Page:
Far more realistic than these panegyrics is the way Britain and the US routinely trash those purported “shared values” by launching illegal wars of aggression (for example, Iraq, Afghanistan); subvert foreign nations for regime change (for example, Syria, Libya); and arm despotic regimes to the teeth which suppress human rights (for example, Saudi Arabia).
The 111-page British strategic review makes for painful yet hilarious reading. It is full of delusional self-flattery.
Another “shared value” is the way Britain and the US gratuitously label other nations as enemies and security threats. This scaremongering is invoked primarily against Russia and China but also other smaller nations like Iran, North Korea, Venezuela and Cuba.
This preposterous demonization of others is of course a form of psychological projection by the British and American ruling class to distract from the fact they are the biggest security threat to the world.
Scaremongering is also an essential precursor for warmongering and the continuance of militarized economies which underpins Anglo-American capitalism. Just imagine if the British and Americans tried to live in peace and cooperation with the rest of the world. Their economies would totally collapse from the absence of militarism and weapons industries.
This is partly about promoting Britain to the rest of the world to make better its post-Brexit isolation from the European Union. And so by talking up its presumed power “to shape the world”, the British ruling class are obliged to pose as flexing muscles.
This would explain the policy reversal on decreasing its nuclear arsenal. Britain is now planning to increase its stockpile of nuclear warheads over the next decade from around 180 up to 260. This is in violation of Britain’s obligation to disarm under the Non-Proliferation Treaty.
Johnson talks about Britain being a “beacon of democracy” to the world when in reality it is a rogue state which is dangerously destabilizing international security by its wanton militarism.
Yet the British rulers have the brass neck to accuse Russia and China of jeopardizing global security and to assert that they will “prevent Iran from developing a nuclear weapon”.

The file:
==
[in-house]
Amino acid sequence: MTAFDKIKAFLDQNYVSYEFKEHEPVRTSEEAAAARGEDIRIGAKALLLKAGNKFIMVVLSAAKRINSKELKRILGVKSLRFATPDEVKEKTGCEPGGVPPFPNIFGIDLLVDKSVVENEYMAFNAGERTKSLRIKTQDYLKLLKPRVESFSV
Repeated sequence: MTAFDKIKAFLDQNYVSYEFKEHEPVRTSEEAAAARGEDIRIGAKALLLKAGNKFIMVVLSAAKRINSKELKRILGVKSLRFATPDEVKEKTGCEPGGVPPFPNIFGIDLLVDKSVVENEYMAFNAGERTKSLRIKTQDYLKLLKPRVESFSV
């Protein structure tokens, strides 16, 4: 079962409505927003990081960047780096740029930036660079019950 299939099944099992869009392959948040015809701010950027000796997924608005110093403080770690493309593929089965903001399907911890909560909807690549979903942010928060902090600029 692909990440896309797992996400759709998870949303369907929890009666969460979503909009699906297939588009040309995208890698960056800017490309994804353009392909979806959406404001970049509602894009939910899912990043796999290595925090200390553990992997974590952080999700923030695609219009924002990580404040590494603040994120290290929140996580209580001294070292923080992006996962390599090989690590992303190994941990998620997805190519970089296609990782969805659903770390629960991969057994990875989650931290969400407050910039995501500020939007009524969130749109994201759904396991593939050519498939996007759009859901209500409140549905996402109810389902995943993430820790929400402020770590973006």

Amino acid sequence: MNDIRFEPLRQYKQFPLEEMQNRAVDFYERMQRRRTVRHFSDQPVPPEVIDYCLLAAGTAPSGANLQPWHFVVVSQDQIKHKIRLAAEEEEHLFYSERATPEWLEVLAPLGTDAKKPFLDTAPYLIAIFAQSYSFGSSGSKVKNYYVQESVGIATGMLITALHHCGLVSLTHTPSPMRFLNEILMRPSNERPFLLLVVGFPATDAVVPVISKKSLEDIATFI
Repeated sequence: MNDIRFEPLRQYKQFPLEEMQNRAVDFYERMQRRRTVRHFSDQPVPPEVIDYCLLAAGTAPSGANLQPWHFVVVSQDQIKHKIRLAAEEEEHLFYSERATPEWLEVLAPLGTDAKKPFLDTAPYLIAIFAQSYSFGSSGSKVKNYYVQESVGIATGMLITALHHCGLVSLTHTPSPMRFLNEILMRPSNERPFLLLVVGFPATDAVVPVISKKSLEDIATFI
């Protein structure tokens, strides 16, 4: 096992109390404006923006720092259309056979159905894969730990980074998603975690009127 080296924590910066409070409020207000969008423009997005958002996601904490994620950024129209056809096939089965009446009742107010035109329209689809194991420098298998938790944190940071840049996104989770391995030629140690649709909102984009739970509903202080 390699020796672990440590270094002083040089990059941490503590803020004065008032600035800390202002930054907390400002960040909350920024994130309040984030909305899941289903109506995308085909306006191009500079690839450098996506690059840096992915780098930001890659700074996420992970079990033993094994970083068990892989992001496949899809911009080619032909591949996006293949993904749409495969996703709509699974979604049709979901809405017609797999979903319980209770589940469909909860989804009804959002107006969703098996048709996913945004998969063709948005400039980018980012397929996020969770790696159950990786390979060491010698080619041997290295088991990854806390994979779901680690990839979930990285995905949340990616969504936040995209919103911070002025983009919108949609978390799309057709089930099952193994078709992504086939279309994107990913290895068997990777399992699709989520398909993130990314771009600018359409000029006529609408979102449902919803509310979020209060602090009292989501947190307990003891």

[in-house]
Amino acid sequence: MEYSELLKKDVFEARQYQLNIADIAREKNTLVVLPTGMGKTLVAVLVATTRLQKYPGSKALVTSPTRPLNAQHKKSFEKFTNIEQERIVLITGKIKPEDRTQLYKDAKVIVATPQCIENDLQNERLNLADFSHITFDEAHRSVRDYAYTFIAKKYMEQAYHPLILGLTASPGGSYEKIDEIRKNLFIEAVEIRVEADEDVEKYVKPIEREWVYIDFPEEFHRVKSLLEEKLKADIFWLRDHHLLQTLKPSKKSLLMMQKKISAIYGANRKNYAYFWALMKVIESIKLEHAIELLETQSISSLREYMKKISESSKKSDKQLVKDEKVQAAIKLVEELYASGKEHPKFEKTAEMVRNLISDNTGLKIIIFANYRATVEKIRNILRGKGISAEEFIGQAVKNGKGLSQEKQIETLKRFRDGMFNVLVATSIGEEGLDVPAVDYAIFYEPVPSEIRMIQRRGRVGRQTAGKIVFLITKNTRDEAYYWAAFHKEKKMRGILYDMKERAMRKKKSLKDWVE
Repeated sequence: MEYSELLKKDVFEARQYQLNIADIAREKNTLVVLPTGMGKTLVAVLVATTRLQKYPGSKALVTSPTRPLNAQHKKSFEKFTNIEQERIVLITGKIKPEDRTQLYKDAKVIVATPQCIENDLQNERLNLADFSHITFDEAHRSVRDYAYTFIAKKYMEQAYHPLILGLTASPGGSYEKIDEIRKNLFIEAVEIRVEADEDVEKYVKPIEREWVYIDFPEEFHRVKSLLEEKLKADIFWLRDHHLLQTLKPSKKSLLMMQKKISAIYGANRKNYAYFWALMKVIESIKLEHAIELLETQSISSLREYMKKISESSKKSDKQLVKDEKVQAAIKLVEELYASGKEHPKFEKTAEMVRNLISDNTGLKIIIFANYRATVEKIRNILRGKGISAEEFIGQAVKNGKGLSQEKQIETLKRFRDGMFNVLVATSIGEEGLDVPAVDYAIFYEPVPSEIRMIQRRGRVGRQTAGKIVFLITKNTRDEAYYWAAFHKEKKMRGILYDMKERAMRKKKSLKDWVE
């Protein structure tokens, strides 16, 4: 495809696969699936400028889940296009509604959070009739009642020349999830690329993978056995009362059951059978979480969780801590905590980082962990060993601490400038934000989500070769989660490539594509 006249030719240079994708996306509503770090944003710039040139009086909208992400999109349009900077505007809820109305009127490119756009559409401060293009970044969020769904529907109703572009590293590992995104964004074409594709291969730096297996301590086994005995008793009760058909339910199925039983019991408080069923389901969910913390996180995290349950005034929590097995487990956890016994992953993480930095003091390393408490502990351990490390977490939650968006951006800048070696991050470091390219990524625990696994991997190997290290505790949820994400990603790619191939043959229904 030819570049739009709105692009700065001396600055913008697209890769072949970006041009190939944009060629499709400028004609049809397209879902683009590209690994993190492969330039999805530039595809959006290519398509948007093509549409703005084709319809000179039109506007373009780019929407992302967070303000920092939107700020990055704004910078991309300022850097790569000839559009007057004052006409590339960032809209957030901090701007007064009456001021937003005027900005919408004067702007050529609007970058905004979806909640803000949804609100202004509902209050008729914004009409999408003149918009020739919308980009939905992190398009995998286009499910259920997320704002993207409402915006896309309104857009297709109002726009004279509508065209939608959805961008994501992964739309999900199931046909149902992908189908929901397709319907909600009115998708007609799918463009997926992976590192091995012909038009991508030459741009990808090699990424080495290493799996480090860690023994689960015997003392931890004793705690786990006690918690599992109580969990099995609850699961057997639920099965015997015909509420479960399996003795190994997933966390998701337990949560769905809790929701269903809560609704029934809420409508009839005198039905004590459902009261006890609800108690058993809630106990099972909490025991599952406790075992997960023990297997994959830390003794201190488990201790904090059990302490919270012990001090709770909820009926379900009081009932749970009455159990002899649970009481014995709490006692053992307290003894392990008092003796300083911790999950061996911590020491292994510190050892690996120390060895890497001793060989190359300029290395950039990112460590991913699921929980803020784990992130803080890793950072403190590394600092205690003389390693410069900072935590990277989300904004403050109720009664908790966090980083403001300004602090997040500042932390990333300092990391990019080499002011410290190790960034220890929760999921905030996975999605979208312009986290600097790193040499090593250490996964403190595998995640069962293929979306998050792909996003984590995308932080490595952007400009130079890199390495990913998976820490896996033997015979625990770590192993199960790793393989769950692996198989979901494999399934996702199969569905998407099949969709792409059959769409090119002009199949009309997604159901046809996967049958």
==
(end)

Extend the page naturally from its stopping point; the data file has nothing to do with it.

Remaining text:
On Russia, the British are particularly vociferous, claiming that “Russia will remain the most acute direct threat” to the United Kingdom (Britain’s other fanciful name for itself).
The strategic review document states, “we will actively deter and defend against the full spectrum of threats emanating from Russia”.
But it does not substantiate what these alleged “full spectrum of threats” from Russia are.
For rogue-state Britain it is apparently sufficient to simply make an accusation and then proceed to “justify” plans for increasing its nuclear arsenal.
Russia and Iran condemned the British state planners for blatant hypocrisy. So should all other nations.
Maria Zakharova, Russia’s foreign ministry spokeswoman, nailed it when she said that Britain’s “imperial ambitions” are based on illusions. It’s as if the arrogant British rulers think they have turned the clock back a 100 years to a time when “the sun never set on their empire”. Even then British power was also over-rated.
Today, Britain may have nominally the fifth-biggest economy in the world, but it also is broken-down nation with rampant poverty and inequality. A third of its children struggle with poverty and hunger, and the numbers are increasing. Look at the shambles of its public health service, yet its ruling class is planning to spend £24 billion over the next four years to increase its military forces, including the number of nuclear weapons.
The reprehensible and reckless move to increase its nuclear arsenal is an absurd and grotesque waste of public finances. It is criminal in the face of such harrowing social needs among ordinary Britons.
But what’s also criminal is that British rulers are undermining global security – all for the vain purpose of posing as a global power instead of actually being a global power.